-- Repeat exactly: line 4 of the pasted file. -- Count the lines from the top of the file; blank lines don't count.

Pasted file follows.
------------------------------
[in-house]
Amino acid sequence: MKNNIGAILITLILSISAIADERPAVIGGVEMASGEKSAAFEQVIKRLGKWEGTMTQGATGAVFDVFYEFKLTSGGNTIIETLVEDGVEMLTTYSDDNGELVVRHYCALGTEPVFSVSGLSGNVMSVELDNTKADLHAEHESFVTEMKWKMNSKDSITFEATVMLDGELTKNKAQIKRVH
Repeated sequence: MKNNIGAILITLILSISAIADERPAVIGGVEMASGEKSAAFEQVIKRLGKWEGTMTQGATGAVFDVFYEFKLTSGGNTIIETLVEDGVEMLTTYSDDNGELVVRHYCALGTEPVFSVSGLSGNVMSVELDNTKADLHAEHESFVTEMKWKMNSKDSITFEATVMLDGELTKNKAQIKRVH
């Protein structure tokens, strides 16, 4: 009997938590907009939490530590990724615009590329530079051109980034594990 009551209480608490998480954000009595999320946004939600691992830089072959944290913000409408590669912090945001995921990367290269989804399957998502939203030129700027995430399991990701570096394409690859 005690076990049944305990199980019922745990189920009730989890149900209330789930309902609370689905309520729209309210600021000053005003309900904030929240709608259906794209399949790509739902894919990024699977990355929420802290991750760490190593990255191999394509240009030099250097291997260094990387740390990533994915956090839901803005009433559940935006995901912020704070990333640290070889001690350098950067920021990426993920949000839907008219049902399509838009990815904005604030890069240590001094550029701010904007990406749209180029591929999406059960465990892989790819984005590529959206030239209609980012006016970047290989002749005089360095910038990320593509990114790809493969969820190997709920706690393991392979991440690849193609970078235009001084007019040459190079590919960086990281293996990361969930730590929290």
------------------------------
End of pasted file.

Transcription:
């Protein structure tokens, strides 16, 4: 009997938590907009939490530590990724615009590329530079051109980034594990 009551209480608490998480954000009595999320946004939600691992830089072959944290913000409408590669912090945001995921990367290269989804399957998502939203030129700027995430399991990701570096394409690859 005690076990049944305990199980019922745990189920009730989890149900209330789930309902609370689905309520729209309210600021000053005003309900904030929240709608259906794209399949790509739902894919990024699977990355929420802290991750760490190593990255191999394509240009030099250097291997260094990387740390990533994915956090839901803005009433559940935006995901912020704070990333640290070889001690350098950067920021990426993920949000839907008219049902399509838009990815904005604030890069240590001094550029701010904007990406749209180029591929999406059960465990892989790819984005590529959206030239209609980012006016970047290989002749005089360095910038990320593509990114790809493969969820190997709920706690393991392979991440690849193609970078235009001084007019040459190079590919960086990281293996990361969930730590929290």